AMES, Iowa – Dave Andersen sees a significant political shift on the horizon as millennials surpass baby boomers as the largest voting generation.
Millennials already outnumber boomers, but because the younger generation is less likely to vote, it won’t top boomers at the polls until the 2020 election, said Andersen, an assistant professor of political science at Iowa State University. Baby boomers have dominated political issues for the past 40 years and fundamentally are a different generation in many ways, Andersen said.
While baby boomers tend to be more conservative and reliably vote for Republicans, millennials are the exact opposite. Andersen, who studies voter behavior and sentiment, says party demographics reinforce this split between generations, and he sees little political interest from boomers in millennials and their issues. The decision to repeal net neutrality – an issue that Andersen says means very little to the Republican base, but is the equivalent of killing clean water for millennials – is one example.
“Young people don’t pay as much attention to politics, but net neutrality is the kind of issue that gets people’s attention,” Andersen said. “This is a little thing that could take a group, largely considered to be liberal and more likely to be Democratic, but not politically connected, and push it firmly into the Democratic camp.”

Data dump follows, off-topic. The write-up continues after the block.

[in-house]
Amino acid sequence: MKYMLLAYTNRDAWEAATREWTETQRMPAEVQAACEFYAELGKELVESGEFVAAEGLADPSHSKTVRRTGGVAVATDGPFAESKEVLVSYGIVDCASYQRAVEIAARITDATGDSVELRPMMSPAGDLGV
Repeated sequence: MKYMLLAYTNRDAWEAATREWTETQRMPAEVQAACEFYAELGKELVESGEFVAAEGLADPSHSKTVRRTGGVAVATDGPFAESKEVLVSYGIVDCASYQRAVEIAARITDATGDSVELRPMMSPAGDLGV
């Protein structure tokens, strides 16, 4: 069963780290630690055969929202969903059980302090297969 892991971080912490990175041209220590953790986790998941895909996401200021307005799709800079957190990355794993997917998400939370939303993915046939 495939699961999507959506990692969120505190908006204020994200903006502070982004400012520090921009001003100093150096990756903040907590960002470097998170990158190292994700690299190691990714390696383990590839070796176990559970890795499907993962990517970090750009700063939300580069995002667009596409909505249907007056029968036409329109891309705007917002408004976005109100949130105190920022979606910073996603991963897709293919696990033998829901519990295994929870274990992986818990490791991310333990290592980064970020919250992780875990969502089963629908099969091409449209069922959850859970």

However, certain entitlement programs may be an exception. Andersen says it is possible millennials will align with Republicans to overhaul Social Security and Medicare – programs Republicans have indicated they will tackle in early 2018, following the passage of the GOP tax plan. Millennials have been told not to expect Social Security and Medicare to be solvent when they retire, which is why they may support a repeal, he said.
That support would likely hinge upon plans for some form of replacement program. Millennials are the first generation in American history expected to have a lower quality of life than their parents, Andersen said. Because of high college debt and stagnant wages, millennials are delaying marriage, putting off buying homes and not saving for retirement.
“Not many millennials expect to retire. They do not have savings accounts, retirement plans or jobs that give them a pension. If society doesn’t provide some kind of entitlement, millennials feel that they may never retire,” Andersen said. “So they may work with Republicans to repeal Social Security, but work with Democrats to replace it with something they can depend on.”